Palermo’s insists that an election is necessary. “Rather than launching a rhetorical attack based on misinformation,” Director of Marketing Chris Dresselhuys said in an e‑mailed statement, “we encourage those who are delaying a worker vote to get out of the way and let the workers decide whether or not they want to have union representation.”
Company CEO Giacomo Fallucca took a sharper tack in a “Message from Giacomo” emailed to at least one Wisconsin legislator last week: “In response to our complying with federal law, a small splinter group has tried to manipulate the situation and cast our company in a disparaging light. This splinter group has used a variety of tactics aimed at pressuring our company into breaking the law and trying to embarrass us publicly.”
In similar situations – given the delays in the NLRB process, the opportunities for aggressive legal anti-union campaigning, and the weak remedies for illegal anti-union tactics – many unions have forgone NLRB elections entirely. Instead they’ve opted for tactics such as consumer boycotts, political pressure and workplace activism to push a company to recognize a union outside of the NLRB process. In such situations, it’s often the employer who insists – as Palermo’s is now – that the only fair resolution for the workers is an NLRB election.
“Palermo’s is really an example of how workers take a real risk when they choose to go through the NLRB process,” said Ana Avendaño, the AFL-CIO’s director of immigration and community action, in an interview last month. She predicted that the “very public campaign of shame and exposure” may force Palermo’s to recognize the union, rather than any action by the NLRB.
But Avendaño said that when a company is exploiting immigration status for union-busting, filing for an NLRB election is the best way to get ICE to suspend immigration enforcement. “The calculus made there,” she said, “was that the law that comes with invoking their request for an election would protect the workers in a way that if you don’t go that route, you can’t. … By filing for a petition for an election we actually were able to get protections for the workers.”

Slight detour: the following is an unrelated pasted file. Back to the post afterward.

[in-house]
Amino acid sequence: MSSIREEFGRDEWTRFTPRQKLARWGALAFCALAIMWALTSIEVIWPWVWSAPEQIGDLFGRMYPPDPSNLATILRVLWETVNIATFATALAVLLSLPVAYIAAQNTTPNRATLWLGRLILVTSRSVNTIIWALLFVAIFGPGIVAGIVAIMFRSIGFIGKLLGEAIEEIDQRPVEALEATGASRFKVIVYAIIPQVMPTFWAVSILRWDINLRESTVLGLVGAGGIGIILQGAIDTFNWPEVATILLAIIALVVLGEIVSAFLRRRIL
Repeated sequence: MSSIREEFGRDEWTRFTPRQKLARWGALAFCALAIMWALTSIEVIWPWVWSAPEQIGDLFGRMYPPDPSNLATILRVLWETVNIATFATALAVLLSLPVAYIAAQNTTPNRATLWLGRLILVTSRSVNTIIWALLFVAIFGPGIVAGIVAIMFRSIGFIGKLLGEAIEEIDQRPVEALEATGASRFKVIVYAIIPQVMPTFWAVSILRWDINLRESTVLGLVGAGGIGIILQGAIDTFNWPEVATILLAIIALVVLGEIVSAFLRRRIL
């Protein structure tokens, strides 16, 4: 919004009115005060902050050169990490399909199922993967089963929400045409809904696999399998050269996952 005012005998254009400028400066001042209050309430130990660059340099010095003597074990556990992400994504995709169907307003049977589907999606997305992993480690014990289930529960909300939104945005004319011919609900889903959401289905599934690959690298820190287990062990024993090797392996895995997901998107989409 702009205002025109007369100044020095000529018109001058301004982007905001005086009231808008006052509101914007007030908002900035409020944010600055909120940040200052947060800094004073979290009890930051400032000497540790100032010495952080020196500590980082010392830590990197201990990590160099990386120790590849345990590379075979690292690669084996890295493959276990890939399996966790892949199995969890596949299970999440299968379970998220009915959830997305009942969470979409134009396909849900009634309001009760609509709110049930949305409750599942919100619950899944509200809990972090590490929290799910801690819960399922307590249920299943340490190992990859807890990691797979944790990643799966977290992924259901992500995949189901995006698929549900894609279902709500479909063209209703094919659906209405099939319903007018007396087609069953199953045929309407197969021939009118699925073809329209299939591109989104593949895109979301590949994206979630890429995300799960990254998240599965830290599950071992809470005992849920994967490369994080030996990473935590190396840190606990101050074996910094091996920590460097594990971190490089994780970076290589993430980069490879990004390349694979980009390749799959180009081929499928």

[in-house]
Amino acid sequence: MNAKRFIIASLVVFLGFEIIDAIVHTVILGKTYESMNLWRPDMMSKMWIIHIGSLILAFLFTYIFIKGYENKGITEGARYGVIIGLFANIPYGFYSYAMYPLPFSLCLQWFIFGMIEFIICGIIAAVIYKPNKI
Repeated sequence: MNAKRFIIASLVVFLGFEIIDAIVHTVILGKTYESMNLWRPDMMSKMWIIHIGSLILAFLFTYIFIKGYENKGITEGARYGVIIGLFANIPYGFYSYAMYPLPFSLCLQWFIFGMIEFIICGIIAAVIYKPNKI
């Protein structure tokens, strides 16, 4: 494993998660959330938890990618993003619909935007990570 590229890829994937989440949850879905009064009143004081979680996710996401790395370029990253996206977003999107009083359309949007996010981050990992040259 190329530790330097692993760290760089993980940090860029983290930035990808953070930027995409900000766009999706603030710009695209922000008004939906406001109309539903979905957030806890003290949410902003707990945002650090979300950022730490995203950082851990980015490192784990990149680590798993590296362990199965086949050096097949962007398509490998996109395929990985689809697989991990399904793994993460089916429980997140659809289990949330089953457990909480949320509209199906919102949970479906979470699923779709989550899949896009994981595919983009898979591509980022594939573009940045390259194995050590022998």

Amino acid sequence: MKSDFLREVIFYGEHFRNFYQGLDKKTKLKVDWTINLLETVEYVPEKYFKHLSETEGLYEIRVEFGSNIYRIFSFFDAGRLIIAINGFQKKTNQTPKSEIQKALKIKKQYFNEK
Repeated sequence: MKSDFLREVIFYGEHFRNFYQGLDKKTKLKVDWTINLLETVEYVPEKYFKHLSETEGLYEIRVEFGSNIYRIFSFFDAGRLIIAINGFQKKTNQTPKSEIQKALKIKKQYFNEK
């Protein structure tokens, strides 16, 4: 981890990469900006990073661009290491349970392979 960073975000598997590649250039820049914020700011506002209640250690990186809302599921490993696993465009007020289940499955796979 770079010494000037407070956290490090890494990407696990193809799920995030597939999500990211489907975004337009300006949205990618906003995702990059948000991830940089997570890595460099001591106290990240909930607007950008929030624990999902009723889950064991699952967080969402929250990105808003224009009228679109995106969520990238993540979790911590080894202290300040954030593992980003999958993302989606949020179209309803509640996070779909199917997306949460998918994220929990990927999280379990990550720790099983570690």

Voces de la Frontera says there had been no indication about when the NLRB will rule.
Pizza pork report
Tuesday’s report, released by the AFL-CIO, tallies $26 million received by Palermo’s in loans, subsidies and tax cuts from city, state and local government. The report, “Too Much Pork in the Pepperoni Pizza?,” notes that public funds from the Wisconsin Economic Development Corporation (WEDC) were tied to commitments to create good jobs, and that the state’s Legislative Audit Bureau has criticized the WEDC’s transparency in assessing its beneficiaries’ job creation. The report argues that due to the limited, and much-redacted, information filed by Palermo’s and made available to the public by the WEDC, there’s no proof Palermo’s has delivered on its promises.
“An employer like Palermo’s is being rewarded for doing the opposite of what the mission of these programs is,” report co-author Julie Farb Blain said in a Tuesday interview.
The AFL-CIO report questions the consistency of various jobs statistics provided by the government and Palermo’s. While Palermo’s stated that its average starting wage for production employees is $12.90, the report says that the WEDC hasn’t furnished data with which to assess the claim. The labor federation says that its own survey of pay stubs provided by 55 recent or current employees suggest an average wage of $10.55, which falls 33 cents below the WEDC’s minimum wage requirement. The report urges that the WEDC include labor-law compliance as a criterion for grants and impose “clawback” penalties on companies that don’t perform.
The report shows that “it’s not just the workers that are being taken advantage of, that it’s also the taxpayers,” says Voces Executive Director Christine Neumann-Ortiz.
In an email statement in response to the report’s release, Palermo’s Marketing Director Dresselhuys said, “The real result of this attack is that it hurts Milwaukee and the very workers some presume to support…Palermo’s has met and exceeded the commitments it made with WEDC and other governmental agencies as it relates to job creation every year since we located our manufacturing facility in the Menomonee Valley.”